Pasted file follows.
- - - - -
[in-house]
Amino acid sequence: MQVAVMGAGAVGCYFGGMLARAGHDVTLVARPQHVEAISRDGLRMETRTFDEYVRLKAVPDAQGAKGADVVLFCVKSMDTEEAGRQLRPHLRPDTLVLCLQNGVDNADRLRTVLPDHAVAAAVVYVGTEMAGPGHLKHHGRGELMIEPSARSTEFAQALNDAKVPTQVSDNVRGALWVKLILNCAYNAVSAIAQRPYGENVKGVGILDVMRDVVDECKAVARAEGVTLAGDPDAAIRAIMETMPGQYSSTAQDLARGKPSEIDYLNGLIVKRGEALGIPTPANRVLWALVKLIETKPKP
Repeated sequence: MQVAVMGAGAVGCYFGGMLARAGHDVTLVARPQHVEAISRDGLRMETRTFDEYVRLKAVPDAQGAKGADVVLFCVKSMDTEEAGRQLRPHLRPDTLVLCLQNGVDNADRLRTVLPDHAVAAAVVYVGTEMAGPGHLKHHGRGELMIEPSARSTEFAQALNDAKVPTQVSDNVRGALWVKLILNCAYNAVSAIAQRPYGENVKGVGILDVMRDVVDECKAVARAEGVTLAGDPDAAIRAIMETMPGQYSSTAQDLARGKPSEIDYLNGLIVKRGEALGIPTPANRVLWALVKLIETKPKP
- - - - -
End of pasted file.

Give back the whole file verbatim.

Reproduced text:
[in-house]
Amino acid sequence: MQVAVMGAGAVGCYFGGMLARAGHDVTLVARPQHVEAISRDGLRMETRTFDEYVRLKAVPDAQGAKGADVVLFCVKSMDTEEAGRQLRPHLRPDTLVLCLQNGVDNADRLRTVLPDHAVAAAVVYVGTEMAGPGHLKHHGRGELMIEPSARSTEFAQALNDAKVPTQVSDNVRGALWVKLILNCAYNAVSAIAQRPYGENVKGVGILDVMRDVVDECKAVARAEGVTLAGDPDAAIRAIMETMPGQYSSTAQDLARGKPSEIDYLNGLIVKRGEALGIPTPANRVLWALVKLIETKPKP
Repeated sequence: MQVAVMGAGAVGCYFGGMLARAGHDVTLVARPQHVEAISRDGLRMETRTFDEYVRLKAVPDAQGAKGADVVLFCVKSMDTEEAGRQLRPHLRPDTLVLCLQNGVDNADRLRTVLPDHAVAAAVVYVGTEMAGPGHLKHHGRGELMIEPSARSTEFAQALNDAKVPTQVSDNVRGALWVKLILNCAYNAVSAIAQRPYGENVKGVGILDVMRDVVDECKAVARAEGVTLAGDPDAAIRAIMETMPGQYSSTAQDLARGKPSEIDYLNGLIVKRGEALGIPTPANRVLWALVKLIETKPKP